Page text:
50, engineer, Master of Science
Everybody understood that life is changing. Life tomorrow will not be what it was yesterday. In the autumn, I had a crisis because of losing my job; now, there’s a worldwide crisis.
At the moment, everyone is re-evaluating their values. The upcoming summer and autumn will be very different from the ones before. Right now, it’s fascinating to look around: everything is changing. It’s hard to go on holiday somewhere far away. No one wants to go to a hotel in Italy or Norway. Instead, people are traveling their own country—they go to their country house or to their grandmother. You don’t need 5-star hotels. You can go back mosquito-eaten and sunburnt, so you can see you’ve really been on vacation—that’s great!
Those who were always going to resorts are now discovering their own homeland for themselves. Residents of the capital are visiting Hiiumaa (and maybe Saaremaa), the lands of the Seto people in South Estonia, Ida-Virumaa, etc. People who live in villages are spending their vacation in Tallinn: looking at tourist attractions, the nightlife of the old city, and the local ghosts. Everything starts to fall into place again, while some new values develop.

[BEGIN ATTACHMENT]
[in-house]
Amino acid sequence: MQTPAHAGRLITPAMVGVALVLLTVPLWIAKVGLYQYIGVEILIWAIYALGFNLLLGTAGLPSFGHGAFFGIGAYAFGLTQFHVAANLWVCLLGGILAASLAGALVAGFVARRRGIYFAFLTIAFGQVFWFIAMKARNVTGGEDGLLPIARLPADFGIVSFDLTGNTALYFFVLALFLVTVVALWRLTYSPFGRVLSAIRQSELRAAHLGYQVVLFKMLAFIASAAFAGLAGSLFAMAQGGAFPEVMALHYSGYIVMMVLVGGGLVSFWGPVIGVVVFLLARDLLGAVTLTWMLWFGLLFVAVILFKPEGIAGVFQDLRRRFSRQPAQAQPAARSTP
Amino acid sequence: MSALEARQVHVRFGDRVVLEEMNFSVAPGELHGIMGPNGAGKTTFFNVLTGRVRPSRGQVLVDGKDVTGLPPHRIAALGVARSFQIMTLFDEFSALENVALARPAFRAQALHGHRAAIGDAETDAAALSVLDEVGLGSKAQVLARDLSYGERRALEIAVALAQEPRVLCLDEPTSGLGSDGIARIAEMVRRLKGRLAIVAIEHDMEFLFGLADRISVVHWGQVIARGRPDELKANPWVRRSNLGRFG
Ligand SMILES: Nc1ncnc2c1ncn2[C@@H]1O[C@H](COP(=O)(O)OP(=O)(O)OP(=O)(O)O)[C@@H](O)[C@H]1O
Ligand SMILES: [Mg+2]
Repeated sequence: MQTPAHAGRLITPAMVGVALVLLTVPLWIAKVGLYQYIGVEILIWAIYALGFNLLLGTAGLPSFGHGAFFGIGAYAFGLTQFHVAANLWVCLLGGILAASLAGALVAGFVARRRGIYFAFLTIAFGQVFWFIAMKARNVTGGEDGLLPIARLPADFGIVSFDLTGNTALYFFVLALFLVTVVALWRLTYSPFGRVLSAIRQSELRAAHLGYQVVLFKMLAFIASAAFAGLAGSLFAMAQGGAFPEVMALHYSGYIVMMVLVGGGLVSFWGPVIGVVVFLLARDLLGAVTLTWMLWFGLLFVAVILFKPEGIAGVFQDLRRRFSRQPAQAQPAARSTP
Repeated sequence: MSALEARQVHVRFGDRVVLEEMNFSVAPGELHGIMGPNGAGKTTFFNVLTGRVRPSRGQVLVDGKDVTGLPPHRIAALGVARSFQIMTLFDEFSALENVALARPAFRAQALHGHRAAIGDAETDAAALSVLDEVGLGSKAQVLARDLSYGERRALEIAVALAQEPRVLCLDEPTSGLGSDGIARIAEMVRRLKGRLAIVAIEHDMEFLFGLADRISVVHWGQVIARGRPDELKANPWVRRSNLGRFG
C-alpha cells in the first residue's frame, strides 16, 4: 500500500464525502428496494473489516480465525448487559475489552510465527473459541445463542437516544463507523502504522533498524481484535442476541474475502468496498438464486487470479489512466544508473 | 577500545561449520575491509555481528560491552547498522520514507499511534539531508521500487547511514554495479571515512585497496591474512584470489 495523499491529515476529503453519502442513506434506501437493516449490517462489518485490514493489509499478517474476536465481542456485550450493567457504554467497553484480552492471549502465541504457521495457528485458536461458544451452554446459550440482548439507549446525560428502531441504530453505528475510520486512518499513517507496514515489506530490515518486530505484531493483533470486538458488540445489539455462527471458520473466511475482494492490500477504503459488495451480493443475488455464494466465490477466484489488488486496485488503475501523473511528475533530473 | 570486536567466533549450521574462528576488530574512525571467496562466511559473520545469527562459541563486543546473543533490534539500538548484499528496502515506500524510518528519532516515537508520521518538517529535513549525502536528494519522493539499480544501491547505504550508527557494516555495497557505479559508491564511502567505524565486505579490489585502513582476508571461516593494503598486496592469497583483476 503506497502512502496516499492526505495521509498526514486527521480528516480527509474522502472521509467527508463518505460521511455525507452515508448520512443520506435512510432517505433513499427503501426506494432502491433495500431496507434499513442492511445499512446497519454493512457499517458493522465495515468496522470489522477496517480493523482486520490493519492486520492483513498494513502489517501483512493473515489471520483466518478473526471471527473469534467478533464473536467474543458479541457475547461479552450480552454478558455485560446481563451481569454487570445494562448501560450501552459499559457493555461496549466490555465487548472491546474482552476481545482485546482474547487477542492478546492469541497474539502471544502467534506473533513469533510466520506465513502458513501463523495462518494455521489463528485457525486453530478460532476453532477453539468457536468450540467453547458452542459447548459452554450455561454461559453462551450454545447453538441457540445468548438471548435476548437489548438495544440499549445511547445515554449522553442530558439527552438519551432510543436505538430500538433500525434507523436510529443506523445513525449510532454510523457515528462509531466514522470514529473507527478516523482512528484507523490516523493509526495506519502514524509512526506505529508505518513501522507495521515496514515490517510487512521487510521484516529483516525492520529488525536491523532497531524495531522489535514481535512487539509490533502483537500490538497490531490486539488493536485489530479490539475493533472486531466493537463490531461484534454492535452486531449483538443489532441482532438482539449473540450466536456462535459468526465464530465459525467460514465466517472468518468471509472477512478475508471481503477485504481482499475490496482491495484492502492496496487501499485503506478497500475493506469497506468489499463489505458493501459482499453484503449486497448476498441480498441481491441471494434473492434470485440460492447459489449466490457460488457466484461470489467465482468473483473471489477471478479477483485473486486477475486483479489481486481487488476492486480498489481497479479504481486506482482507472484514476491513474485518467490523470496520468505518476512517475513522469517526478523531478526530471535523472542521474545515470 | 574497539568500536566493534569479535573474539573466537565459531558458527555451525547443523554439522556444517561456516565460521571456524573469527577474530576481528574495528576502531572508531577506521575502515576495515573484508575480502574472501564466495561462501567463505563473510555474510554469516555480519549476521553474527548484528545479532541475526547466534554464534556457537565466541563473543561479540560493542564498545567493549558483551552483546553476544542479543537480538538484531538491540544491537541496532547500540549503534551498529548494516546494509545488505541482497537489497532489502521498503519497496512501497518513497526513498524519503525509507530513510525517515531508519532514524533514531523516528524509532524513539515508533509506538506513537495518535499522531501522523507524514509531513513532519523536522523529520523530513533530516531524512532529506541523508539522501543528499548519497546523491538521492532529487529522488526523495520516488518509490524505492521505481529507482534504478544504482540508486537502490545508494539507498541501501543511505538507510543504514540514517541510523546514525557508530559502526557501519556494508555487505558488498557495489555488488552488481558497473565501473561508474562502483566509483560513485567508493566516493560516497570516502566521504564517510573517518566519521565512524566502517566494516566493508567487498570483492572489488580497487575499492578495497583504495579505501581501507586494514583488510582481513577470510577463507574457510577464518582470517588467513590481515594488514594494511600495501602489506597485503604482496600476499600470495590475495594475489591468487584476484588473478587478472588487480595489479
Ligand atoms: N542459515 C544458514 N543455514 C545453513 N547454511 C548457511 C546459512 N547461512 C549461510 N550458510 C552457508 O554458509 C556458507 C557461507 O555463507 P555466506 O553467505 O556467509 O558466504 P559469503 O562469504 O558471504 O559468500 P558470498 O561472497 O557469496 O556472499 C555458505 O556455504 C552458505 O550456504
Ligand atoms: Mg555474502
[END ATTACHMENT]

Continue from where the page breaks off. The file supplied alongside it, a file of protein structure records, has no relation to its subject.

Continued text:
You need to examine your own values and wishes: what you want from yourself, from your parents, kids, friends. It becomes clear who is your friend and who is not; the crisis helps with these questions.
I never have the time to help friends or start doing the things I’ve postponed for many years. The countryside also demands its' own: need to fix the outbuildings, plant the flowers, cucumbers, tomatoes, oh yeah… my wife wanted a greenhouse, yeah. If a man says he’ll do something—that means he’ll do it, you don’t need to remind him of it every spring.